3 Reasons Young Boys Need to Participate In the Arts

11:16 AM, Aug 01, 2018

Participating in the arts is beneficial for all children, regardless of what kind of career they end up pursuing. Life skills that go along with a creative discipline are paramount to success later in that child’s life. What many people don’t realize is just how crucial the arts can be for young boys in particular.

“Our organization has always been 50 percent or more boys, and it’s not what anybody expects in a performing arts school,” says Linda Weise, CEO of Colorado Springs Conservatory (CSC), which provides world-class performing arts programs, classes and camps for students of all ages. “So we’re stuck with this question: Why has this place come to mean so much for these boys, and what is it about this environment that’s so conducive to their being successful?”

Here are three reasons why today’s boys need the arts.

1. They Find a Safe Space to Express Themselves

After almost 25 years of running CSC, Weise has seen so many young boys with brilliant talent coupled with misdirected anger and no productive way to handle it – until they start tapping into their creativity.

“We have a safe zone here, a safe place where boys can have real conversations,” Weise says. “Or you simply hear their music, and you’re like, ‘Oh, this is how you feel.’”

It’s not about becoming the next Van Gogh or Van Cliburn – it’s about learning to express what you feel and who you are. “Not all go into the arts,” Weise says. “We have our fair share of doctors, lawyers and engineers, but they have that opportunity to be in a safe place where they can explore who they are, what their creative essence is and how they bring that to the world with courage.”

2. They Feel a Social Connectedness That’s Crucial to Development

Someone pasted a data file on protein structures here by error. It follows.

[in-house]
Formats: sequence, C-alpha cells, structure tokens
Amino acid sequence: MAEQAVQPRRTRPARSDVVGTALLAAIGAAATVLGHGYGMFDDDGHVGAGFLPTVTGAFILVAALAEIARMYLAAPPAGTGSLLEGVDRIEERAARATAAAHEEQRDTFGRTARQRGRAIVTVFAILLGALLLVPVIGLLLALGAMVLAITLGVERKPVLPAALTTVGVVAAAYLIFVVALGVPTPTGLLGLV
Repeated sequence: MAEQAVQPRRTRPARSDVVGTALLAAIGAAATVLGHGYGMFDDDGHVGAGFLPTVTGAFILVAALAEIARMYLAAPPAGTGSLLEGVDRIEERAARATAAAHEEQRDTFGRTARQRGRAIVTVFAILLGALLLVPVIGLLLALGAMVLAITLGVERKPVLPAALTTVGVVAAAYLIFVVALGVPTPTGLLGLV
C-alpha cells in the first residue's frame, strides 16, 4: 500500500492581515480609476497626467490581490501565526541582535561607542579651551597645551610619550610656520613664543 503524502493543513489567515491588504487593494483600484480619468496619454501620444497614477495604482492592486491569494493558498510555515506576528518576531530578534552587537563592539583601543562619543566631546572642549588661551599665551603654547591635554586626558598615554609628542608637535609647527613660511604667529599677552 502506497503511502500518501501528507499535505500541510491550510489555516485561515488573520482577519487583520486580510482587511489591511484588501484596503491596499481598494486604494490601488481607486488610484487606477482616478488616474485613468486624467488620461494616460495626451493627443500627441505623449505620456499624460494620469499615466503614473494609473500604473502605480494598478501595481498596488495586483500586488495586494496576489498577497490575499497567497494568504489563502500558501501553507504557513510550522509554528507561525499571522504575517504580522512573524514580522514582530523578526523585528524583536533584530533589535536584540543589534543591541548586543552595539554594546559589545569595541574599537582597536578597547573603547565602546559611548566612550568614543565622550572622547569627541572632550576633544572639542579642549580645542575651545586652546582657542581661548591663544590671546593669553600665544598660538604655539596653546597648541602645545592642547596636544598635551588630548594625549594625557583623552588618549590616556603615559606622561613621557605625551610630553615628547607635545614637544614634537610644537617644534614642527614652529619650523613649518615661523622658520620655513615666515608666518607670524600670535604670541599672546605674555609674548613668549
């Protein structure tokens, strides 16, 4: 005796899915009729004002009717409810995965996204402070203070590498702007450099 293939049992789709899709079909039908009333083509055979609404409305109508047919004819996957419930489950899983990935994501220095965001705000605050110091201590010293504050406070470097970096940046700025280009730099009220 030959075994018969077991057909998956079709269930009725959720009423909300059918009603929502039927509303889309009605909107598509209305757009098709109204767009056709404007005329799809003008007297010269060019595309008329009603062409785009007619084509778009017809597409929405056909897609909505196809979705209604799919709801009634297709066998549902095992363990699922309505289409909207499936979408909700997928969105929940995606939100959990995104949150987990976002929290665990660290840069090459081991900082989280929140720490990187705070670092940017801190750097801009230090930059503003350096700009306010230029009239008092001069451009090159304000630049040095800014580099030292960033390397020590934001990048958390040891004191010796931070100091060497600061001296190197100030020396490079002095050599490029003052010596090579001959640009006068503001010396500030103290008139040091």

“We’re all a little weird in our own way,” Weise says. “At the end of the day, just to be able to embrace the fact that you’re different in a place where everybody is, that’s amazing.”

When boys and teens who feel isolated have the opportunity to be creative and feel accepted among other young kids, it can prevent violence or behavioral problems in the future. Learning how to share and how to listen and accept others’ creativity is part of the eco-system. Empathy is a result. This is one of the many reasons Weise feels so strongly about the need for arts programming for young people.

Studies have shown that arts programs rewire children’s brains, improving academic performance and reducing dropout rates.

“The more we strip them of opportunities to explore their passions and find out who they are, we breed misguided, angry kids,” Weise says.

3. They Learn Skills That Will Help Them In Any Field

The skills boys develop in arts programs – work ethic, discipline, accountability, teamwork, adaptability – will serve them in virtually any career path. They learn how to set goals and work toward them. They learn to communicate and to listen. These are all things that most employers struggle to find these days. Kids that come from strong arts backgrounds possess them simply through the process of being committed to their creativity and studies.

And if they do want to pursue arts professionally, there are more opportunities now than ever, from writing music for video games, developing creative marketing tools to working on indie and documentary films.

“Ultimately, we want to encourage young boys to explore that creative side of themselves and feel confident about themselves,” Weise says.

Founded in 1994, Colorado Springs Conservatory’s mission is to inspire, motivate and challenge all students to aspire to their highest potential as artists and as human beings through arts immersion studies and community arts advocacy participation. For more information, call (719) 577-4556 or visit ColoradoSpringsConservatory.org.

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415 S. Sahwatch St, Colorado Springs, CO 80903
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